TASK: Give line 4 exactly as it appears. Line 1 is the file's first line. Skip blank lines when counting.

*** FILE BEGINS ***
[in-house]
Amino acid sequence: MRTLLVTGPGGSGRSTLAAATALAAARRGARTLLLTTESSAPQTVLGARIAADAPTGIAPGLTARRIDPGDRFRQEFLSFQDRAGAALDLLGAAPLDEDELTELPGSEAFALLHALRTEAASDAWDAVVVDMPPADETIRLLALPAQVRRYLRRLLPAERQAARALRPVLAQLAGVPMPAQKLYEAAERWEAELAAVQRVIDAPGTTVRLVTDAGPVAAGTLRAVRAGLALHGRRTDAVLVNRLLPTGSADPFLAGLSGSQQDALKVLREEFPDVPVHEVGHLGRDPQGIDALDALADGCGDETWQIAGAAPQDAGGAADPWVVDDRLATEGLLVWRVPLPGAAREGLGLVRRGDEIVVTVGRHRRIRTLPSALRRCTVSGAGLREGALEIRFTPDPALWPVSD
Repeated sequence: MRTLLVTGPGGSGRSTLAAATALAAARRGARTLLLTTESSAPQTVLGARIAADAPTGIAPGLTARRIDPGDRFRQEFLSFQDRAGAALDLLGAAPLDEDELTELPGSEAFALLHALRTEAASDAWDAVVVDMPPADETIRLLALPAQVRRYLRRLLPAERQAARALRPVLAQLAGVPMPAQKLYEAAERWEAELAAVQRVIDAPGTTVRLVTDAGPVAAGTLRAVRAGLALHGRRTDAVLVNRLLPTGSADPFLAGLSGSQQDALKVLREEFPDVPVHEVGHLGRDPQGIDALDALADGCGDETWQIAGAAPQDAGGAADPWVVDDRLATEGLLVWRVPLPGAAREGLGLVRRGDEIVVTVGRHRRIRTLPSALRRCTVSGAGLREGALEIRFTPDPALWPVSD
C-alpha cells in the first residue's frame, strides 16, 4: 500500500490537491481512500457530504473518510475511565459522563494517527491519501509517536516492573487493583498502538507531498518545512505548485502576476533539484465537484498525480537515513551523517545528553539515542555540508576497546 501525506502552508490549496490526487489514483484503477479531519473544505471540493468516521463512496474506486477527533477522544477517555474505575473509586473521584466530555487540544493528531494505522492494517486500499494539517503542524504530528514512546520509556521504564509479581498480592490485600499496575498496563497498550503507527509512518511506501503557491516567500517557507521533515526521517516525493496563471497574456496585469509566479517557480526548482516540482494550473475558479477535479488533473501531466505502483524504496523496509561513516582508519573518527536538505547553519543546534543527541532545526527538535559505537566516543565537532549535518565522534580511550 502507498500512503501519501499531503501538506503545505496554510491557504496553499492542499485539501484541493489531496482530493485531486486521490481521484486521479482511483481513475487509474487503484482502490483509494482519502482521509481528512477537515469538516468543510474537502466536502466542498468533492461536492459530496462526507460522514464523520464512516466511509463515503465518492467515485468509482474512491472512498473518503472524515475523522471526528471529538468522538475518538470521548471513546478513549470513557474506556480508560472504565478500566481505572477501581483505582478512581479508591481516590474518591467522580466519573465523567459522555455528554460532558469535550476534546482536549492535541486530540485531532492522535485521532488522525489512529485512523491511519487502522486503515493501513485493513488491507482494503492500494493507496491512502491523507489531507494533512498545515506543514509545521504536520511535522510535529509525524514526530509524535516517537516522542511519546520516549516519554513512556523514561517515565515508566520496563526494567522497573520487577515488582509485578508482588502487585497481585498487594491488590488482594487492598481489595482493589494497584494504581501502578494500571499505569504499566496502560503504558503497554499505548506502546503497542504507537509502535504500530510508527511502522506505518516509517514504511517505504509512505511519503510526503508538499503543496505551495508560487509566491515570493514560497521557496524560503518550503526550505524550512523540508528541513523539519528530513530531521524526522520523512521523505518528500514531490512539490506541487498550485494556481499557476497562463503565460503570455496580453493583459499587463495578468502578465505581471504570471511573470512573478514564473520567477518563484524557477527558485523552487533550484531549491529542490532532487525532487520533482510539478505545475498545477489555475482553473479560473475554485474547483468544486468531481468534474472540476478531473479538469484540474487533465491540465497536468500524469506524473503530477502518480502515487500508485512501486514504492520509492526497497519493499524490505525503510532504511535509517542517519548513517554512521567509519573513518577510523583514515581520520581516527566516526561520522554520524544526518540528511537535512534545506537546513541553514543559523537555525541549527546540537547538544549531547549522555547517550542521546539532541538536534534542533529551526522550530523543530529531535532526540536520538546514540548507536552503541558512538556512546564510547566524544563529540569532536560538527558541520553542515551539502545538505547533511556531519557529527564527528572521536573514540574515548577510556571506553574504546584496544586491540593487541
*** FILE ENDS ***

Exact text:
C-alpha cells in the first residue's frame, strides 16, 4: 500500500490537491481512500457530504473518510475511565459522563494517527491519501509517536516492573487493583498502538507531498518545512505548485502576476533539484465537484498525480537515513551523517545528553539515542555540508576497546 501525506502552508490549496490526487489514483484503477479531519473544505471540493468516521463512496474506486477527533477522544477517555474505575473509586473521584466530555487540544493528531494505522492494517486500499494539517503542524504530528514512546520509556521504564509479581498480592490485600499496575498496563497498550503507527509512518511506501503557491516567500517557507521533515526521517516525493496563471497574456496585469509566479517557480526548482516540482494550473475558479477535479488533473501531466505502483524504496523496509561513516582508519573518527536538505547553519543546534543527541532545526527538535559505537566516543565537532549535518565522534580511550 502507498500512503501519501499531503501538506503545505496554510491557504496553499492542499485539501484541493489531496482530493485531486486521490481521484486521479482511483481513475487509474487503484482502490483509494482519502482521509481528512477537515469538516468543510474537502466536502466542498468533492461536492459530496462526507460522514464523520464512516466511509463515503465518492467515485468509482474512491472512498473518503472524515475523522471526528471529538468522538475518538470521548471513546478513549470513557474506556480508560472504565478500566481505572477501581483505582478512581479508591481516590474518591467522580466519573465523567459522555455528554460532558469535550476534546482536549492535541486530540485531532492522535485521532488522525489512529485512523491511519487502522486503515493501513485493513488491507482494503492500494493507496491512502491523507489531507494533512498545515506543514509545521504536520511535522510535529509525524514526530509524535516517537516522542511519546520516549516519554513512556523514561517515565515508566520496563526494567522497573520487577515488582509485578508482588502487585497481585498487594491488590488482594487492598481489595482493589494497584494504581501502578494500571499505569504499566496502560503504558503497554499505548506502546503497542504507537509502535504500530510508527511502522506505518516509517514504511517505504509512505511519503510526503508538499503543496505551495508560487509566491515570493514560497521557496524560503518550503526550505524550512523540508528541513523539519528530513530531521524526522520523512521523505518528500514531490512539490506541487498550485494556481499557476497562463503565460503570455496580453493583459499587463495578468502578465505581471504570471511573470512573478514564473520567477518563484524557477527558485523552487533550484531549491529542490532532487525532487520533482510539478505545475498545477489555475482553473479560473475554485474547483468544486468531481468534474472540476478531473479538469484540474487533465491540465497536468500524469506524473503530477502518480502515487500508485512501486514504492520509492526497497519493499524490505525503510532504511535509517542517519548513517554512521567509519573513518577510523583514515581520520581516527566516526561520522554520524544526518540528511537535512534545506537546513541553514543559523537555525541549527546540537547538544549531547549522555547517550542521546539532541538536534534542533529551526522550530523543530529531535532526540536520538546514540548507536552503541558512538556512546564510547566524544563529540569532536560538527558541520553542515551539502545538505547533511556531519557529527564527528572521536573514540574515548577510556571506553574504546584496544586491540593487541